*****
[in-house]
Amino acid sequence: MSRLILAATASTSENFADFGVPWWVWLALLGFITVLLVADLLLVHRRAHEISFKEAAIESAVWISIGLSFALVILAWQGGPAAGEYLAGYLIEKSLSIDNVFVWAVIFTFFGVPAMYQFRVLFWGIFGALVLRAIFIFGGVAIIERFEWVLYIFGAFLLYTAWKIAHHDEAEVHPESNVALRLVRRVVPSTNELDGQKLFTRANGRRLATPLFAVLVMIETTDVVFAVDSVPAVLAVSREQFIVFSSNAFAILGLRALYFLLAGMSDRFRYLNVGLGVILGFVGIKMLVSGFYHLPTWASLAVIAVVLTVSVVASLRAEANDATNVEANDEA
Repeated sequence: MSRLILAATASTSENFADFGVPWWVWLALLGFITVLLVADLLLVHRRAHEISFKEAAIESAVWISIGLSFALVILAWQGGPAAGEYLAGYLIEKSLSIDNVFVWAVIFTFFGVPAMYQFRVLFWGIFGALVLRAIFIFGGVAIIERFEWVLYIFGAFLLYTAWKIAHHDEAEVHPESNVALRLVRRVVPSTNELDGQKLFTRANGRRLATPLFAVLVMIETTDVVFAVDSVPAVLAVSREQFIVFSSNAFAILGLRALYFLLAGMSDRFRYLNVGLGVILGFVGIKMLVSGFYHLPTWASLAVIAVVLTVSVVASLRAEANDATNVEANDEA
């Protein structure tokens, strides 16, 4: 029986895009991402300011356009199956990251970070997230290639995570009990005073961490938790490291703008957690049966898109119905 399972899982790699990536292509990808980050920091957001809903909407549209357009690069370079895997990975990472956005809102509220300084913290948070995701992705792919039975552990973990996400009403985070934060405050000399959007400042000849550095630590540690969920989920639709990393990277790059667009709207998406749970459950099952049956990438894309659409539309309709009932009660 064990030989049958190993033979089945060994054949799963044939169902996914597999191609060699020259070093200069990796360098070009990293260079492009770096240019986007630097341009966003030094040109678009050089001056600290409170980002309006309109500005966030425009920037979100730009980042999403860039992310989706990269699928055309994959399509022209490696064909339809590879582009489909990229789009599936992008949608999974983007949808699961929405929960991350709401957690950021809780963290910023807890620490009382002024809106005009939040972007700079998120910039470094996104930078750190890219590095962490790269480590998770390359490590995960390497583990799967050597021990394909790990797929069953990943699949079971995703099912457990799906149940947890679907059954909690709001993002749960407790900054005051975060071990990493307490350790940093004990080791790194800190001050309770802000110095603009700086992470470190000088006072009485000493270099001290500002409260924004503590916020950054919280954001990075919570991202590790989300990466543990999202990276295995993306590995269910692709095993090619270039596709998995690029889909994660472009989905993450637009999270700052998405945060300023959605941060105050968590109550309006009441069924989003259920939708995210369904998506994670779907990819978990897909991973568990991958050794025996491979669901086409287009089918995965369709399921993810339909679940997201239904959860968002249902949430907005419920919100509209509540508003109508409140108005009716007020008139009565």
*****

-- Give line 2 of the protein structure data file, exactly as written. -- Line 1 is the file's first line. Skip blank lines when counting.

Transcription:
Amino acid sequence: MSRLILAATASTSENFADFGVPWWVWLALLGFITVLLVADLLLVHRRAHEISFKEAAIESAVWISIGLSFALVILAWQGGPAAGEYLAGYLIEKSLSIDNVFVWAVIFTFFGVPAMYQFRVLFWGIFGALVLRAIFIFGGVAIIERFEWVLYIFGAFLLYTAWKIAHHDEAEVHPESNVALRLVRRVVPSTNELDGQKLFTRANGRRLATPLFAVLVMIETTDVVFAVDSVPAVLAVSREQFIVFSSNAFAILGLRALYFLLAGMSDRFRYLNVGLGVILGFVGIKMLVSGFYHLPTWASLAVIAVVLTVSVVASLRAEANDATNVEANDEA